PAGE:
Sunday, 1 November 2015

To be or not to be like Norway

One suggestion as an alternative to EU membership is the so-called Norway model, which would leave Britain in the EFTA (European Free Trade Area) and the EEA (European Economic Area) but return to her a good many other powers. There are, as it happens, a few problems with achieving this status in that Britain would have to rejoin EFTA, having left it when she joined the then EEC. Then she would have to join the EEA as a member of EFTA for which the agreement of every single member of that body would be required. These problems are not insuperable and there is good evidence that the present members of EFTA would quite like Britain to rejoin them.

The Prime Minister has already announced that he did not think the Norway option was the right one for Britain, basing his opinion on that old chestnut, "legislation by fax" though these days it would be by e-mail. Norway, this particular argument runs, has all the disadvantages of being part of the Single Market without the advantage of being there to negotiate the rules.

This argument, that will be used a great deal, is misleading to put it mildly. In fact the non-EU members of the EEA transpose a very small proportion of the EU legislation into their own, most of it having nothing to do with the Single Market. As to having abide by the rules of the country one trades with, there is nothing unusual about that. As only a very small proportion of British businesses actually trades with the Single Market countries (around 8 or 9 per cent) those regulations will not affect the others as they do now.

Most importantly, Norway controls her own agriculture and fisheries.

Nor is it precisely true that Norway has no say in various matters to do with regulations. The truth is, as we know from the state of play in fisheries, that a good many of the regulations come from bodies that are above or outside the EU. At these tables Norway sits in her own right while Britain tends to be represented by the EU.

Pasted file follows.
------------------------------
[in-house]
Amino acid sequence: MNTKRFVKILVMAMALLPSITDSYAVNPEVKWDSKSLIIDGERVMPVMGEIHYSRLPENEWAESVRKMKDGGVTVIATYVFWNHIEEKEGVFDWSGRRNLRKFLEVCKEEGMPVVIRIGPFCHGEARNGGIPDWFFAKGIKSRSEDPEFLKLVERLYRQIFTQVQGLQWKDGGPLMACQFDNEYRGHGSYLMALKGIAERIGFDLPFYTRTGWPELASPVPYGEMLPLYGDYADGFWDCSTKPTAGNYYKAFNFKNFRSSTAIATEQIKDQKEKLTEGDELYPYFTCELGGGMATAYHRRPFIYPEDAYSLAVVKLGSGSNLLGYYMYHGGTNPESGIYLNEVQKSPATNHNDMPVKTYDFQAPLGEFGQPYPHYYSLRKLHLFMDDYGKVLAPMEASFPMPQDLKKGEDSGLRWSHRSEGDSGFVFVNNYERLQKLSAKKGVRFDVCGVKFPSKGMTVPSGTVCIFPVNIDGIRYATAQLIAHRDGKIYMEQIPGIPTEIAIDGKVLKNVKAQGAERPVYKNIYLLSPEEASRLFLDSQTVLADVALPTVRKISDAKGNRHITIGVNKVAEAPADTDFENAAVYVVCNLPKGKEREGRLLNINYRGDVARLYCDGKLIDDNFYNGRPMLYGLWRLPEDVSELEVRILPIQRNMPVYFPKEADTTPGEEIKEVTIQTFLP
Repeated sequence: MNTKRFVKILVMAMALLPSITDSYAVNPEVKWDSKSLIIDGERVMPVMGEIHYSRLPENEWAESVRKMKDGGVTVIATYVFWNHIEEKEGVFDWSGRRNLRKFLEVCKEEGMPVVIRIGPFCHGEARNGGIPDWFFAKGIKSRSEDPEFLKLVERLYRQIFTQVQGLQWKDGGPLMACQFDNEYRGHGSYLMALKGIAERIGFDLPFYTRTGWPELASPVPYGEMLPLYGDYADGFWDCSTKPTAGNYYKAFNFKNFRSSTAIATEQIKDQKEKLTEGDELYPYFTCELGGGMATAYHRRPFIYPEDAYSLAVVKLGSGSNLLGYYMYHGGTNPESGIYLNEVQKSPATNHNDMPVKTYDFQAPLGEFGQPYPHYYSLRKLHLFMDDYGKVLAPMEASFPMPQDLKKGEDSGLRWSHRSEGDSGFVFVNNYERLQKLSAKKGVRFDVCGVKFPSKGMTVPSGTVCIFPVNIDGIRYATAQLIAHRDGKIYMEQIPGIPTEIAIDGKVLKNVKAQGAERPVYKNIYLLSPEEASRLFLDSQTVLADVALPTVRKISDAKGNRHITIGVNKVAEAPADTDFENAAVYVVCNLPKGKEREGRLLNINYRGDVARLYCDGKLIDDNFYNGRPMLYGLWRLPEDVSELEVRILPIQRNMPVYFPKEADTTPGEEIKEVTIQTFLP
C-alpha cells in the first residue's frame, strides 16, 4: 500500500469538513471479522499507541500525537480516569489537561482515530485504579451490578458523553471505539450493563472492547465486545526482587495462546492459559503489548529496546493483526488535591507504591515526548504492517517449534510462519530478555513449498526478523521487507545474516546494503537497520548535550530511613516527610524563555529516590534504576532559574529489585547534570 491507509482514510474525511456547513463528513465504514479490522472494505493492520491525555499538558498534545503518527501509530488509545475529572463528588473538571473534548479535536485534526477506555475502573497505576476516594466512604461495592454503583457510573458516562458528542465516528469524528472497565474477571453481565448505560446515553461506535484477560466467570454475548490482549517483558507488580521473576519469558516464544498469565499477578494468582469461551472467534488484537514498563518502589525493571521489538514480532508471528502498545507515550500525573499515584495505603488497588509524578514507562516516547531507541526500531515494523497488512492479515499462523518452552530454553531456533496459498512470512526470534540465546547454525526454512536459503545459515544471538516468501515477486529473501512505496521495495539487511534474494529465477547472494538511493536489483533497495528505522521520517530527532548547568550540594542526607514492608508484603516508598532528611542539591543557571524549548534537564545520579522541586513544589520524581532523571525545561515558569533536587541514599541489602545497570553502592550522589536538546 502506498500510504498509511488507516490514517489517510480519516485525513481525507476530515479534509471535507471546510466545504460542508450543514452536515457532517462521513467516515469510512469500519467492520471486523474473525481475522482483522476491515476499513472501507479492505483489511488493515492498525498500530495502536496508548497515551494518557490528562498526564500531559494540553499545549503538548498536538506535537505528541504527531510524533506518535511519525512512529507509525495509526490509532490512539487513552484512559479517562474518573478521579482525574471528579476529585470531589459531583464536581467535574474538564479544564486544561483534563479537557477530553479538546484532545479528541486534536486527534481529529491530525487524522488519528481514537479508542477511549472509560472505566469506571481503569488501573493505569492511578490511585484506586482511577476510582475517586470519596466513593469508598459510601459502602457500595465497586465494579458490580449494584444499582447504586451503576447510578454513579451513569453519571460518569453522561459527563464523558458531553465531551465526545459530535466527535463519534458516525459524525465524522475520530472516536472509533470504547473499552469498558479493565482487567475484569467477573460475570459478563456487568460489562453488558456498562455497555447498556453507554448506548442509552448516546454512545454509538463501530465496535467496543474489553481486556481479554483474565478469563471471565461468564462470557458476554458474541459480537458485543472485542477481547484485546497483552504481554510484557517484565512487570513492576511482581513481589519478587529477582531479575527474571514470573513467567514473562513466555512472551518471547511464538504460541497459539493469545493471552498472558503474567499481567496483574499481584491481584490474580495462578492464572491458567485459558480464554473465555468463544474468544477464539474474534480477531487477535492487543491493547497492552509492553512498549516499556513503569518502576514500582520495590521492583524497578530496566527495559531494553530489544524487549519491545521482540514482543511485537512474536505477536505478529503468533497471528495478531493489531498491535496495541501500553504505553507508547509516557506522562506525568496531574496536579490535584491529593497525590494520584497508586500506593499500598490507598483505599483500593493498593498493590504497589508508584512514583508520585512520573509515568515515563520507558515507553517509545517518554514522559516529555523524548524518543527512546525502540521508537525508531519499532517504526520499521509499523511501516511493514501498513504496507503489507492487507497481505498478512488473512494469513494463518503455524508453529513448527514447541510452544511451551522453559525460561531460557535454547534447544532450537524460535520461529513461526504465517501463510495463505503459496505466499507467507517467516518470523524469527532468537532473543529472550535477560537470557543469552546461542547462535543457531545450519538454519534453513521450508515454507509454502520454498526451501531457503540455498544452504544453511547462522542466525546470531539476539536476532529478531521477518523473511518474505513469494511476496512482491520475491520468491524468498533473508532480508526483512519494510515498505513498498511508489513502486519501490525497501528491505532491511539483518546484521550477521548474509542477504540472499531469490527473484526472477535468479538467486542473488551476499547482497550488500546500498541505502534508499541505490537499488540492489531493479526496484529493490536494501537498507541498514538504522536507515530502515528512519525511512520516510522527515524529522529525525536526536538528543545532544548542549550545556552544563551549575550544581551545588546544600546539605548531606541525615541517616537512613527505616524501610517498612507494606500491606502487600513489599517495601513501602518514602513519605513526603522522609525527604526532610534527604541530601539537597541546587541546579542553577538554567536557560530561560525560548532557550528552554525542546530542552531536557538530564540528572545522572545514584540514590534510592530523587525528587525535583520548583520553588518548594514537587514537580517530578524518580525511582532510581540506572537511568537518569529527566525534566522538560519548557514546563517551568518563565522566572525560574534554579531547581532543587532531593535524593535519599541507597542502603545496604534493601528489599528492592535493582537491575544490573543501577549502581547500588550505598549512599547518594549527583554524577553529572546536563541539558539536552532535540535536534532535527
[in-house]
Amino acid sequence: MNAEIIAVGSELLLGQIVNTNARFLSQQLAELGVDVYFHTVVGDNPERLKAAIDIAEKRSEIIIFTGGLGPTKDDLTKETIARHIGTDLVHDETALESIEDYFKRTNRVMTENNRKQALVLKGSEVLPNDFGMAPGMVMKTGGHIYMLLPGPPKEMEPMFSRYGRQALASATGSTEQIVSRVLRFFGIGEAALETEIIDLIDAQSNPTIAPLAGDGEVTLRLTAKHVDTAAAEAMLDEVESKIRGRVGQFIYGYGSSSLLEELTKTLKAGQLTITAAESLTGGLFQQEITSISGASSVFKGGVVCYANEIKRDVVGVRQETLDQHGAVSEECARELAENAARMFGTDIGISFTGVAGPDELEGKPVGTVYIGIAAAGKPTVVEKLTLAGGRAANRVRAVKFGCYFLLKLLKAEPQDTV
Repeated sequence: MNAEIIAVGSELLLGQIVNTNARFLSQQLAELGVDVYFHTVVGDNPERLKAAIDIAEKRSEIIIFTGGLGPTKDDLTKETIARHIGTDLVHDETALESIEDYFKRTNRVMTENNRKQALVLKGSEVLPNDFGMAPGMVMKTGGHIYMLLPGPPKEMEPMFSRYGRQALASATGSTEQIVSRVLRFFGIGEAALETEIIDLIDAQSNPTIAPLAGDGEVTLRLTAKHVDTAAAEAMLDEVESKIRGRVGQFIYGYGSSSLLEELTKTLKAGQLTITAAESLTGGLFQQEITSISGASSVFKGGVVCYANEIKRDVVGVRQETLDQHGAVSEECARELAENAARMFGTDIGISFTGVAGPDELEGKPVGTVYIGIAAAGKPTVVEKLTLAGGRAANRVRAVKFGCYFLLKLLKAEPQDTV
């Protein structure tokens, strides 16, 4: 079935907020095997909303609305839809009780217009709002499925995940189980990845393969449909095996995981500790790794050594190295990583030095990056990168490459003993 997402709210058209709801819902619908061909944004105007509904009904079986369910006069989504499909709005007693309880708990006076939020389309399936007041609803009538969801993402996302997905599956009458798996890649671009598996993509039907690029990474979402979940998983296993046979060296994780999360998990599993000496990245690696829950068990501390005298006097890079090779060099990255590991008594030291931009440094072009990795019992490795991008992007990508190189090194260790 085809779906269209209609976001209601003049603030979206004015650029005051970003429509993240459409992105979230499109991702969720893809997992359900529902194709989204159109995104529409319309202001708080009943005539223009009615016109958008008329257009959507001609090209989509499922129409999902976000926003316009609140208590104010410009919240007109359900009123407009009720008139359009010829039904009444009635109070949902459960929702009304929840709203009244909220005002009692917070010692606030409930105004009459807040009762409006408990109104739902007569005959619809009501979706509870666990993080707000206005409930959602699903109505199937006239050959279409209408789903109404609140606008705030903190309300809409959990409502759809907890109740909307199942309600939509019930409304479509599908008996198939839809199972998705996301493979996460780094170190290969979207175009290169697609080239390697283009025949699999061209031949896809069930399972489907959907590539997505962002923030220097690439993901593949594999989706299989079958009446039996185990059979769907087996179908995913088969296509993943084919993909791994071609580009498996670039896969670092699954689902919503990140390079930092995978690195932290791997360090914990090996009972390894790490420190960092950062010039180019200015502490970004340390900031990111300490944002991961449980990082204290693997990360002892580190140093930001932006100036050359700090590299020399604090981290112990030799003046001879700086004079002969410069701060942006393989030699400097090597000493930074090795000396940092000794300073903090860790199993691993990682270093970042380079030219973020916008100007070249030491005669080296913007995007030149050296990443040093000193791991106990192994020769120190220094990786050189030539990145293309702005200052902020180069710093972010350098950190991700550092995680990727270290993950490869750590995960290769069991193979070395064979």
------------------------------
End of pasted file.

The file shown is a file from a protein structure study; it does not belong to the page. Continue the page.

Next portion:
All negotiations to do with fishing in the North Atlantic, as this blog has mentioned times too numerous to refer back to, are conducted by Russia, Iceland, Norway, Denmark on behalf of Greenland and the European Union. Not Britain or Ireland or Denmark on her own behalf. How bad is the Norwegian model precisely?

Discussing this and related matters in the Daily Telegraph Professor Iain Begg raises an important issue: not much is said about what Britain will look like or what her relationship with the rest of the EU, should the people of the country decide to vote to leave. This is, again, not precisely true. A good many people are discussing alternatives, even as we speak (or write) though HMG is keeping quiet on the subject. We know from certain casually leaked information that the Bank of England is certainly looking at alternatives and one would like to think that our over-lauded and over-estimated civil service is thinking along those lines though one cannot be sure. Big businesses are beginning to discuss the possibilities (and there are several) but it is in the interest of the IN campaign to emphasise that an OUT vote would be a leap into the unknown.

What Professor Begg and his ilk do not point out is that staying in the EU is also a leap into the unknown as we have no idea what it will look like in a year's time, let alone ten years or longer. After all, the EEC in which people voted to stay has changed beyond recognition in the years since the only referendum we had on the subject.


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